Family, the people who you expect to support and love you, no matter what. So, then here’s a question for you, what happens, when your family turn their back on you in your greatest, darkest hour of need? That was my experience. I found myself suddenly surrounded by circumstances way beyond my control; surely, it’s the one’s you love that draw close by your side. I would have loved for that to happen.
Rushed to hospital after attempting end of life, family were called not at my request but because the friends that found me thought it was in my best interest. That makes the situation much worse, my parents come from a generation that have a ‘pull your socks up and get on with it’ attitude.
I felt even more rejected and abandoned and this lasted for 9 months. My sister lives overseas, she was the one who understood and was non-judgmental, but living so far away this increased my loneliness. It took mediation with my mum to finally accept this was my life and we took steps to try and be more open and honest. We were both terrified and angry at ourselves because in some way had let each other down. Our relationship has got stronger from this, we respect each other, try and talk things through and accept that we will not always see eye to eye.
No one can see the inside of a person, or what is really going on. Family often want to be a protector, but that can often be a hinderence to someone going through mental health crisis.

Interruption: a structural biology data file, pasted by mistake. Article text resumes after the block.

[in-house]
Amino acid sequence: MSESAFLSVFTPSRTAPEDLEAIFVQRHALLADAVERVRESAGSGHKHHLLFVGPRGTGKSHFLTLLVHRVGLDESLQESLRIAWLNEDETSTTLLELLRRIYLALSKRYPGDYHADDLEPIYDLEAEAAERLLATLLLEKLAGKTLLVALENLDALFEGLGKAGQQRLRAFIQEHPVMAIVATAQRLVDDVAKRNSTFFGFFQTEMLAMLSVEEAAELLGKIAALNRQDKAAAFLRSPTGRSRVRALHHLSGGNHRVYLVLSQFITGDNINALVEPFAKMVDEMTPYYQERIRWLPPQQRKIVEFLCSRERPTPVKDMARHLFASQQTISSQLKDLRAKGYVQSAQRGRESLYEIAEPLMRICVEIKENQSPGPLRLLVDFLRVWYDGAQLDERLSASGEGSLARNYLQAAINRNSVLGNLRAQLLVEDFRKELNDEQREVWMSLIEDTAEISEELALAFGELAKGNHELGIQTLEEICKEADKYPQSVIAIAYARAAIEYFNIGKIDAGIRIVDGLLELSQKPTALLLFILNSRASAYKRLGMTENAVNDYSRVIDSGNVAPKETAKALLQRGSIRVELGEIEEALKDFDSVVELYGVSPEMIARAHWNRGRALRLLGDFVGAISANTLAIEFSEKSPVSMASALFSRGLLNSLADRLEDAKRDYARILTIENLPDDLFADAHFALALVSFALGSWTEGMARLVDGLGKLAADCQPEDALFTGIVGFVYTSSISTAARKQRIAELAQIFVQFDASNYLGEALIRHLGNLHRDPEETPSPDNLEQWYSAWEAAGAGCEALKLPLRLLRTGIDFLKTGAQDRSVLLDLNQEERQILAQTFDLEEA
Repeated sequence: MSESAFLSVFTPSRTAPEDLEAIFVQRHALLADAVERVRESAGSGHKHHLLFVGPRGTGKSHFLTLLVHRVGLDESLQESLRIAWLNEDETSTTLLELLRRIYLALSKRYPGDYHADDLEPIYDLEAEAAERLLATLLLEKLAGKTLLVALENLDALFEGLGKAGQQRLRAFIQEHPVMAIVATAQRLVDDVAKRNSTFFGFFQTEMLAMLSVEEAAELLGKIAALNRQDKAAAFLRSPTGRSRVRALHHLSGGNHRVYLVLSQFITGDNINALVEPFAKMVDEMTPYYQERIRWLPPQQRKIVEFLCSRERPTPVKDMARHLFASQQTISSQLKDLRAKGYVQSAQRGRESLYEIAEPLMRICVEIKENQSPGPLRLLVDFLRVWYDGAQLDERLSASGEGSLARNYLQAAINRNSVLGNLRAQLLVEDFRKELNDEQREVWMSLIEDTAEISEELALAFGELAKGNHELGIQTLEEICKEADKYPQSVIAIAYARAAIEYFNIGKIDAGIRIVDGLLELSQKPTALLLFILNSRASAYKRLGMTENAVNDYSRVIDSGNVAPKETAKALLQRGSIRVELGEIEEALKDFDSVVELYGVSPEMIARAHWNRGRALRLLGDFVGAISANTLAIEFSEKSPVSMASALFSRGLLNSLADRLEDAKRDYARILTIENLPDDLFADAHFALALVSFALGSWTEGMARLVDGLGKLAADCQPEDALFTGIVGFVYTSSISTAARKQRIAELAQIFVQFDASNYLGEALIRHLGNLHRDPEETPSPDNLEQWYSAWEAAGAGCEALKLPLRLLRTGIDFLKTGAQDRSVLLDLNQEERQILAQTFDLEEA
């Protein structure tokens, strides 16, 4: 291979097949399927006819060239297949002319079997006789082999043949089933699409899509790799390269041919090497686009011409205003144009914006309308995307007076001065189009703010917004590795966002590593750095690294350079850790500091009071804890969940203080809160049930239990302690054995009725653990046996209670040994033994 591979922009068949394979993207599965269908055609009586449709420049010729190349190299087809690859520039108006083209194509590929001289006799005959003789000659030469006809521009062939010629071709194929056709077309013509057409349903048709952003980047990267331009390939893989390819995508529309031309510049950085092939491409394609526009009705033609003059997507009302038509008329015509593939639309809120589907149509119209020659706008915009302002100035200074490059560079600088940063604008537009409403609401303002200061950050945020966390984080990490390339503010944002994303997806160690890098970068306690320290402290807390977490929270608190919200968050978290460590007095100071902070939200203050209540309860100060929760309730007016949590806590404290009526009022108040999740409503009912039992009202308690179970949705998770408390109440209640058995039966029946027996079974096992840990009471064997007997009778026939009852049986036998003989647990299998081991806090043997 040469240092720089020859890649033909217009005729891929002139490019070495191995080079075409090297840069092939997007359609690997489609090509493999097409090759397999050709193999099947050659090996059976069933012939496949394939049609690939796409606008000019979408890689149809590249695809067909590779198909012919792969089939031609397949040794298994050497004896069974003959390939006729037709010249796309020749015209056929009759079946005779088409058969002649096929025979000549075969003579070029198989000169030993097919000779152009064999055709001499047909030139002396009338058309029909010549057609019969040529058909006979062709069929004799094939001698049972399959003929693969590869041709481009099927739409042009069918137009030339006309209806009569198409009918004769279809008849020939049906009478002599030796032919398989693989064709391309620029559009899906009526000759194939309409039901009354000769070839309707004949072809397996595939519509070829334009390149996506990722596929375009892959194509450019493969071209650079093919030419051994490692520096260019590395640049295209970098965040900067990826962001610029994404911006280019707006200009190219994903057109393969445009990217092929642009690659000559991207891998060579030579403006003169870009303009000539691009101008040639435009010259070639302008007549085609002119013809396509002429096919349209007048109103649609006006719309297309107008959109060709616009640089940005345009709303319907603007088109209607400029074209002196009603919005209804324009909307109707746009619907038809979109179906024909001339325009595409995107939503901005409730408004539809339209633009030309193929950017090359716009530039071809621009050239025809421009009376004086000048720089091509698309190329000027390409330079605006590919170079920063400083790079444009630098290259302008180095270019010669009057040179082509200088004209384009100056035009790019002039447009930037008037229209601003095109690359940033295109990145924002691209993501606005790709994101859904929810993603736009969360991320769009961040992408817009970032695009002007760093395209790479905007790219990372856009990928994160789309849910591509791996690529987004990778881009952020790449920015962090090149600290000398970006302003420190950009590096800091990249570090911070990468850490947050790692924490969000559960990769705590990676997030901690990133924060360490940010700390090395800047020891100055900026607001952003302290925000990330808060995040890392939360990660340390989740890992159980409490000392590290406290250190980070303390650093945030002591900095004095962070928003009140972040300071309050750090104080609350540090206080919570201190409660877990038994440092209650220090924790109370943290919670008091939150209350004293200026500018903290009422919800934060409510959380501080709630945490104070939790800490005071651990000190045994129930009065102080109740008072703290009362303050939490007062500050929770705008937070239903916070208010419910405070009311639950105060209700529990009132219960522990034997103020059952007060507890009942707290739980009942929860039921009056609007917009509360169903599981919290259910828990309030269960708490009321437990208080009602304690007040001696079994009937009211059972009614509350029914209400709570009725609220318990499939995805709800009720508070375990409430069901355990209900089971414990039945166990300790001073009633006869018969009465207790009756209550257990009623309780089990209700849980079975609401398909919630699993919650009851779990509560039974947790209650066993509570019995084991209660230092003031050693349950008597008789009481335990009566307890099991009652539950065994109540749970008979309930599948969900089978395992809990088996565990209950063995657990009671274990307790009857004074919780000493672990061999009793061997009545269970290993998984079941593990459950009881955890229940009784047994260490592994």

Some of the lack of understanding is still there within my family and friends, but whilst I have been attending Designs in Mind, they can see the change in me, and recognise the illness. I hope, one day, to be free of the loneliness that depression and anxiety’s brings. I have talked to others about their experiences and asked the question…
How do your family and friends support you with your mental illness?
“Both my husband and close friends have been supportive and accepting. Only one long time friend has disconnected. Don’t know why. I’m lucky Different members of my family have had different reactions.”
“My brother thinks I’m lazy and very rarely speaks to me. My mum appears supportive but talks about me behind my back saying she shouldn’t have to look after me at my age. My ex mum-in-law wants to keep me down so she can tell people she is my carer and brag about how much she helps me. My sister is wonderful, she doesn’t judge me at all. She lets me moan to her just like sisters do. She doesn’t treat me any differently and for that I’m eternally grateful.”
“My family don't get bipolar AT ALL! I have mum who does but she's 87 and lives 200 miles away. Friends are all great I am very upfront about my bipolar and tell most people all about it! We must educate right?”
You are not on your own, remember that. Take care.
On February the 11th 2018 we launched a crowd funding campaign. We want to start a conversation about mental health that is powerful. No more treading on eggshells. We are not invisible, we do not want to be hidden away. Our work in the studio and shop is #SmashingStigma every day, and now we are going to be a little noisier.
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As part of the campaign we are also looking for more blogs about mental health stigma, so please get in touch if you have a story to share.